What's the Best Label in Hip-Hop? | DJBooth vs. Okayplayer

It's GOOD Music vs. TDE as we square off with our friends at Okayplayer to determine the best label in hip-hop.
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It's GOOD Music vs. TDE as we square off with our friends at Okayplayer to determine the best label in hip-hop.

In the internet age we can often get too caught up in meaningless arguments, but that doesn’t mean there’s no place for debate. After all, what would hip-hop be without arguments about whether Jay or Nas won their beef? This isn’t a passive culture, it’s made for active participation, and so DJBooth and Okayplayer have joined forces to bring some of that good natured debate back.

As part of a new series we’ll ask a question, pick opposing sides, lay out our arguments and then allow you to select the winner. And to kick things off, we’re tackling an essential question; What’s the best label in hip-hop? This is music, not math, so there’s no precise formula, that’s what makes the debate fun. But in considering our picks, we’re weighing the depth of the label’s roster, the quality of its artists and the music it puts out, its influence on culture and the charts, and just generally how smoothly and efficiently it operates.

And with those ground rules out of the way, let’s get to it. 

GOOD Music is the Best Label in Hip-Hop - DJBooth

I know TDE, I love TDE, my heart wanted me to select TDE here, but my head knows better. My head knows that when it comes to top-to-bottom talent and influence, TDE just can’t quite touch GOOD Music, not yet. Kendrick and company are supremely gifted, but they simply can’t match the depth of talent that Kanye’s assembled.

First, there’s that aforementioned Kanye guy. You know, the one who’s sold over 30 million albums, won over 20 GRAMMYs and changed the direction of popular music more than once over the last decade. That guy. Now that we’re only a few days away from the long-awaited WAVES it’s clear that the moment it drops everyone who loves hip-hop, and even those who don’t, will be listening. They might be listening to love it, they might be listening to hate it, but they’ll be listening, and short of perhaps Drake (whose OVO label isn’t even really a contender for this conversation) no one else is capable of generating that kind of draw. Jay Z and Roc Nation might like to consider themselves the creators of the new rules, but let’s not forget who’s about to unveil their album via a literally unprecedented, international cinematic experience.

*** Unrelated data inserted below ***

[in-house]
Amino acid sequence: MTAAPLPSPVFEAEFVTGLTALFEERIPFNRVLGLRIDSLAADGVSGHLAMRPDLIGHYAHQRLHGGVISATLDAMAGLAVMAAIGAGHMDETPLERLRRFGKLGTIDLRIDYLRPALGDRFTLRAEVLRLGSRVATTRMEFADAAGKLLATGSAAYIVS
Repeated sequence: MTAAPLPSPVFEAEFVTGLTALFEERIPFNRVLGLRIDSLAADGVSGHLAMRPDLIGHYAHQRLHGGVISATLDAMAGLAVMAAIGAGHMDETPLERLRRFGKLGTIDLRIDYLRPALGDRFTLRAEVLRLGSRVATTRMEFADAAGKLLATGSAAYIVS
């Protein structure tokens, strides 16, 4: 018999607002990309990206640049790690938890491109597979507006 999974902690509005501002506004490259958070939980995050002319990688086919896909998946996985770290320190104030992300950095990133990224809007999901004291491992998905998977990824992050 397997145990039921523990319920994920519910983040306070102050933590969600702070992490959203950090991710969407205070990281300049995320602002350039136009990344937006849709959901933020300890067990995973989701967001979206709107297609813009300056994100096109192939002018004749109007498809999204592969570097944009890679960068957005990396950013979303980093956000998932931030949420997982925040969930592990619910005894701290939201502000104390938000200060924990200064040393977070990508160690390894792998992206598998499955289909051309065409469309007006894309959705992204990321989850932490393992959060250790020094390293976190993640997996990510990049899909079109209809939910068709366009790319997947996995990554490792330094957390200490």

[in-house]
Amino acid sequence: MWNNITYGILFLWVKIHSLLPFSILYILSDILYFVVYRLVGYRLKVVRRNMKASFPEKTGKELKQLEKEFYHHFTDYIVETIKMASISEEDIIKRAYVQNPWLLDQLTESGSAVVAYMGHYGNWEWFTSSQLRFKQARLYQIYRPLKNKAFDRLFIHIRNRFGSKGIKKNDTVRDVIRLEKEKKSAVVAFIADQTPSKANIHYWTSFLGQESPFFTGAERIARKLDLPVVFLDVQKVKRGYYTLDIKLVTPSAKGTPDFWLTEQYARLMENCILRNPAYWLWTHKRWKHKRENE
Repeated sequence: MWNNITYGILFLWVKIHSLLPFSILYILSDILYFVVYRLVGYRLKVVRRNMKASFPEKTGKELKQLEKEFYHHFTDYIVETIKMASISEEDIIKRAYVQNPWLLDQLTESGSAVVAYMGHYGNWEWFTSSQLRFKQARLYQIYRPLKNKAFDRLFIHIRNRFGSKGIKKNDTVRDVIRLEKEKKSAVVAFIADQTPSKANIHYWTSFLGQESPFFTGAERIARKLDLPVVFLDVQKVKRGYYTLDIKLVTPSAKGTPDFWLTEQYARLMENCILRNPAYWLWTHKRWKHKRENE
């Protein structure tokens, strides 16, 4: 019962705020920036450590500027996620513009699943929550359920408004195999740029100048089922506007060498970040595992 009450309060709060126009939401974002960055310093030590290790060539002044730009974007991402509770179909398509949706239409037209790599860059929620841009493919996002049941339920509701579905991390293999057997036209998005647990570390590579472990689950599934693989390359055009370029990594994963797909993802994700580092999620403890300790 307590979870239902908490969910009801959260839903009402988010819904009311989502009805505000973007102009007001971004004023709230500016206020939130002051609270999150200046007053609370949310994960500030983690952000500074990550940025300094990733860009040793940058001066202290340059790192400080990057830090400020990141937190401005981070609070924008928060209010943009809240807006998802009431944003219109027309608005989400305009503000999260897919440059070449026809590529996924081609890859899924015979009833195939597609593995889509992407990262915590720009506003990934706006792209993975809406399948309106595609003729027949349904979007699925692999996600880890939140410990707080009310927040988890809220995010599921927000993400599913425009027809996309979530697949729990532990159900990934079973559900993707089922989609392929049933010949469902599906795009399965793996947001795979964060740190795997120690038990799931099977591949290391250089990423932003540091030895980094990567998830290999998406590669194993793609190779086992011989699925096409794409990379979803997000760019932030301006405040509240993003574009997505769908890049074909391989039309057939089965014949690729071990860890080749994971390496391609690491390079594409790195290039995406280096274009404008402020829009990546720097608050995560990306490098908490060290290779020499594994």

But GOOD Music is far from a one man show. There’s Pusha T, who’s elevated street rap to an art form and has been one of the most consistently high quality artists of the last three years. Pusha is afraid of no man, many men are afraid of Pusha. There’s John Legend, who in addition to being one of the best R&B voices of the modern era truly crossed over and recently pocketed an Oscar. There’s Yasiin Bey (aka Mos Def), undeniably one of the greatest emcees to ever touch a mic, who’s about to drop his final album via the label. And Q-Tip? I don’t think I need to tell this audience about Q-Tip’s greatness. What other label has that kind of veteran pedigree?

And balancing out that impressive veteran roster are younger guns like Big Sean, who's fresh off the best selling and most highly acclaimed album of his career an is an emcee who indisputably has the ear of the youth on lock. And in addition there are newcomers like Mr. Hudson and Kacy Hill, who are both earning some buzz in their own right. You might recognize Hill’s vocals from Travis $cott’s heavily played “90210.”

Let’s not forget that while Common and 2 Chainz aren’t technically signed right now, they’re both big in their respective lanes and heavily GOOD affiliated. Come on now, what other label could put Lonnie and Tity Boi together and make it work? Oh, and let’s ALSO not forget GOOD Music’s producer roster, which includes Hit-Boy, No I.D., S1, 88-Keys and many more. Far more than in-house producers, those are beatsmiths who have been moving music far beyond just GOOD. Hit-Boy alone has produced mega hits for the likes of Beyonce, Drake, A$AP Rocky and...wait for it...yes….even Kendrick Lamar. No big deal.

Sure, the label’s had its hiccups. So far they haven’t been able to break Teyana Taylor and CyHi the Prynce, and Kid Cudi left the label, although given his last album that might have been for the best. But what label bats 1.000? Go check out the full roster for labels like OVO and MMG and you’ll see far more misses than GOOD. And it’s also true that label operations have often taken a backseat to Kanye’s myriad other obligations, but we expect that to improve now that Pusha’s taken over as the President of the label.

No label’s perfect, but none have achieved, or are achieving, the kind of success and influence that GOOD Music has over the last few years. The original GOOD Fridays series alone make the label legendary - seriously, what crew has ever pulled off anything on that scale before? - and they’ve continued to break ground time and time again. GOOD might be in the position of being so large, so big, that we paradoxically overlook the staggering scope of its accomplishments, but while it’s always more fun to root for the underdog, let’s not let our hearts overwhelm our heads.